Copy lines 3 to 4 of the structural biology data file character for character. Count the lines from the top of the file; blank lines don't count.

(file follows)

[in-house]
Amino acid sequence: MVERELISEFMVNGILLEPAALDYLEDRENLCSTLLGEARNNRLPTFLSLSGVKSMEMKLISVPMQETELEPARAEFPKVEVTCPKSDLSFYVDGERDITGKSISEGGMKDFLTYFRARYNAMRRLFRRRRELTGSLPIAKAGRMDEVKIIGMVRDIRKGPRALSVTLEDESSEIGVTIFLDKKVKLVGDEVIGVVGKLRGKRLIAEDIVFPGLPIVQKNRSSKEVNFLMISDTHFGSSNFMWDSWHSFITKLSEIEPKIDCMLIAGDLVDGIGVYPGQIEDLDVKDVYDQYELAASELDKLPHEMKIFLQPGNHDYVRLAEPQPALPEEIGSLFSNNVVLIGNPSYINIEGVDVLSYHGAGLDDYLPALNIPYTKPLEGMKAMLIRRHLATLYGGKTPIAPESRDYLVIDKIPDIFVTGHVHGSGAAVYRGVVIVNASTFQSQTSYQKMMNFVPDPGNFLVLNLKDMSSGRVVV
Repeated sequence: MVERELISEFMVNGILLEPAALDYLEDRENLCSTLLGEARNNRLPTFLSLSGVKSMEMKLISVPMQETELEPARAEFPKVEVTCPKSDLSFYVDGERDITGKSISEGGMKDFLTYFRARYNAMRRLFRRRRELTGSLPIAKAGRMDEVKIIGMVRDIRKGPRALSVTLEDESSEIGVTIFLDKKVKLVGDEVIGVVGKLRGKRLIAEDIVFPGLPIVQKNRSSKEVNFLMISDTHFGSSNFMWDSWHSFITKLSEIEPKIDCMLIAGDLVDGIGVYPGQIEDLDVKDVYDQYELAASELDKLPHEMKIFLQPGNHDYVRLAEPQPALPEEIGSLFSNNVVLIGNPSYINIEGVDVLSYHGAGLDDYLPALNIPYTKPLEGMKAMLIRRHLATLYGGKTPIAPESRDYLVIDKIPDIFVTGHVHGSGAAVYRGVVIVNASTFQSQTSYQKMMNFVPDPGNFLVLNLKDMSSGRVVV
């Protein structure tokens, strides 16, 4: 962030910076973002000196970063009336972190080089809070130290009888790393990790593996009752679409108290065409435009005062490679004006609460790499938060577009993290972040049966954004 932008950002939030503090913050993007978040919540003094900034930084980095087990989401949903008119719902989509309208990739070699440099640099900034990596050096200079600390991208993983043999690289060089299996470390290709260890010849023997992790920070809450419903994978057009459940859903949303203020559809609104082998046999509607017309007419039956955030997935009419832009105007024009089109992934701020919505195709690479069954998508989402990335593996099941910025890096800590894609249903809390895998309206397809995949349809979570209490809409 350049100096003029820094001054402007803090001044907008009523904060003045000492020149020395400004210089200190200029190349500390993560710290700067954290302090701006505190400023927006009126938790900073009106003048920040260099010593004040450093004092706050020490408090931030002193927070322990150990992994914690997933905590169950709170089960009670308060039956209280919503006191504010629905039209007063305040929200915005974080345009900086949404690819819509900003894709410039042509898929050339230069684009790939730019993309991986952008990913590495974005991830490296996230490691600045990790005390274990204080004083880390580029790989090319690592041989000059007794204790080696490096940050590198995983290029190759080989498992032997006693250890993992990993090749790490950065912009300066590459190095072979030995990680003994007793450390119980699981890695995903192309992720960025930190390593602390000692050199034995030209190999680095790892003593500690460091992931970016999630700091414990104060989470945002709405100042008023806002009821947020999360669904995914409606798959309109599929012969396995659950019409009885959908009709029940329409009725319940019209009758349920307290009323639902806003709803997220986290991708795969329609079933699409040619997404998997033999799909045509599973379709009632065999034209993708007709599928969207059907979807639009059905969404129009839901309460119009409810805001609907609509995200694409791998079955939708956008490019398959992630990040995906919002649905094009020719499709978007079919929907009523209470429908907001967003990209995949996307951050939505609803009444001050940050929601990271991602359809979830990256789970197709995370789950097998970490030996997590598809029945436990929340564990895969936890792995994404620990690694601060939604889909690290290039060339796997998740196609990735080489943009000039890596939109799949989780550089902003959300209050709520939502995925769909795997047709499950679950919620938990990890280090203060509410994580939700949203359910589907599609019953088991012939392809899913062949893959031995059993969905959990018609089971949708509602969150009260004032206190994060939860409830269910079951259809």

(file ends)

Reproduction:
Repeated sequence: MVERELISEFMVNGILLEPAALDYLEDRENLCSTLLGEARNNRLPTFLSLSGVKSMEMKLISVPMQETELEPARAEFPKVEVTCPKSDLSFYVDGERDITGKSISEGGMKDFLTYFRARYNAMRRLFRRRRELTGSLPIAKAGRMDEVKIIGMVRDIRKGPRALSVTLEDESSEIGVTIFLDKKVKLVGDEVIGVVGKLRGKRLIAEDIVFPGLPIVQKNRSSKEVNFLMISDTHFGSSNFMWDSWHSFITKLSEIEPKIDCMLIAGDLVDGIGVYPGQIEDLDVKDVYDQYELAASELDKLPHEMKIFLQPGNHDYVRLAEPQPALPEEIGSLFSNNVVLIGNPSYINIEGVDVLSYHGAGLDDYLPALNIPYTKPLEGMKAMLIRRHLATLYGGKTPIAPESRDYLVIDKIPDIFVTGHVHGSGAAVYRGVVIVNASTFQSQTSYQKMMNFVPDPGNFLVLNLKDMSSGRVVV
């Protein structure tokens, strides 16, 4: 962030910076973002000196970063009336972190080089809070130290009888790393990790593996009752679409108290065409435009005062490679004006609460790499938060577009993290972040049966954004 932008950002939030503090913050993007978040919540003094900034930084980095087990989401949903008119719902989509309208990739070699440099640099900034990596050096200079600390991208993983043999690289060089299996470390290709260890010849023997992790920070809450419903994978057009459940859903949303203020559809609104082998046999509607017309007419039956955030997935009419832009105007024009089109992934701020919505195709690479069954998508989402990335593996099941910025890096800590894609249903809390895998309206397809995949349809979570209490809409 350049100096003029820094001054402007803090001044907008009523904060003045000492020149020395400004210089200190200029190349500390993560710290700067954290302090701006505190400023927006009126938790900073009106003048920040260099010593004040450093004092706050020490408090931030002193927070322990150990992994914690997933905590169950709170089960009670308060039956209280919503006191504010629905039209007063305040929200915005974080345009900086949404690819819509900003894709410039042509898929050339230069684009790939730019993309991986952008990913590495974005991830490296996230490691600045990790005390274990204080004083880390580029790989090319690592041989000059007794204790080696490096940050590198995983290029190759080989498992032997006693250890993992990993090749790490950065912009300066590459190095072979030995990680003994007793450390119980699981890695995903192309992720960025930190390593602390000692050199034995030209190999680095790892003593500690460091992931970016999630700091414990104060989470945002709405100042008023806002009821947020999360669904995914409606798959309109599929012969396995659950019409009885959908009709029940329409009725319940019209009758349920307290009323639902806003709803997220986290991708795969329609079933699409040619997404998997033999799909045509599973379709009632065999034209993708007709599928969207059907979807639009059905969404129009839901309460119009409810805001609907609509995200694409791998079955939708956008490019398959992630990040995906919002649905094009020719499709978007079919929907009523209470429908907001967003990209995949996307951050939505609803009444001050940050929601990271991602359809979830990256789970197709995370789950097998970490030996997590598809029945436990929340564990895969936890792995994404620990690694601060939604889909690290290039060339796997998740196609990735080489943009000039890596939109799949989780550089902003959300209050709520939502995925769909795997047709499950679950919620938990990890280090203060509410994580939700949203359910589907599609019953088991012939392809899913062949893959031995059993969905959990018609089971949708509602969150009260004032206190994060939860409830269910079951259809």